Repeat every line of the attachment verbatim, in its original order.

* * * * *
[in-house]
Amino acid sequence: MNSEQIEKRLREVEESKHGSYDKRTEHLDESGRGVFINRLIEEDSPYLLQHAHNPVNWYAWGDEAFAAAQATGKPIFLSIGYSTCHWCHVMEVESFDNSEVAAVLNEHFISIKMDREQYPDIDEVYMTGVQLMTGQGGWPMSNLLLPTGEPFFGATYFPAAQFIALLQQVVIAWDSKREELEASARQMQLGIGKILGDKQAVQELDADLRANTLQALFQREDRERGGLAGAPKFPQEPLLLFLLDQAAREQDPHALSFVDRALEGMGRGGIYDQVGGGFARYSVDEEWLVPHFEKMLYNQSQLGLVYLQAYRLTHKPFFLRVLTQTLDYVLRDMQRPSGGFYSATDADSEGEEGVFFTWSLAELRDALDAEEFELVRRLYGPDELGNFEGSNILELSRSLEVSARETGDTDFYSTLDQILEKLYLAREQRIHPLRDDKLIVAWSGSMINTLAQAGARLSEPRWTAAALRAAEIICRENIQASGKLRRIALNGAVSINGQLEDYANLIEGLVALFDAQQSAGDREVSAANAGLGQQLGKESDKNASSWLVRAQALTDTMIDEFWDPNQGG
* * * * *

[in-house]
Amino acid sequence: MNSEQIEKRLREVEESKHGSYDKRTEHLDESGRGVFINRLIEEDSPYLLQHAHNPVNWYAWGDEAFAAAQATGKPIFLSIGYSTCHWCHVMEVESFDNSEVAAVLNEHFISIKMDREQYPDIDEVYMTGVQLMTGQGGWPMSNLLLPTGEPFFGATYFPAAQFIALLQQVVIAWDSKREELEASARQMQLGIGKILGDKQAVQELDADLRANTLQALFQREDRERGGLAGAPKFPQEPLLLFLLDQAAREQDPHALSFVDRALEGMGRGGIYDQVGGGFARYSVDEEWLVPHFEKMLYNQSQLGLVYLQAYRLTHKPFFLRVLTQTLDYVLRDMQRPSGGFYSATDADSEGEEGVFFTWSLAELRDALDAEEFELVRRLYGPDELGNFEGSNILELSRSLEVSARETGDTDFYSTLDQILEKLYLAREQRIHPLRDDKLIVAWSGSMINTLAQAGARLSEPRWTAAALRAAEIICRENIQASGKLRRIALNGAVSINGQLEDYANLIEGLVALFDAQQSAGDREVSAANAGLGQQLGKESDKNASSWLVRAQALTDTMIDEFWDPNQGG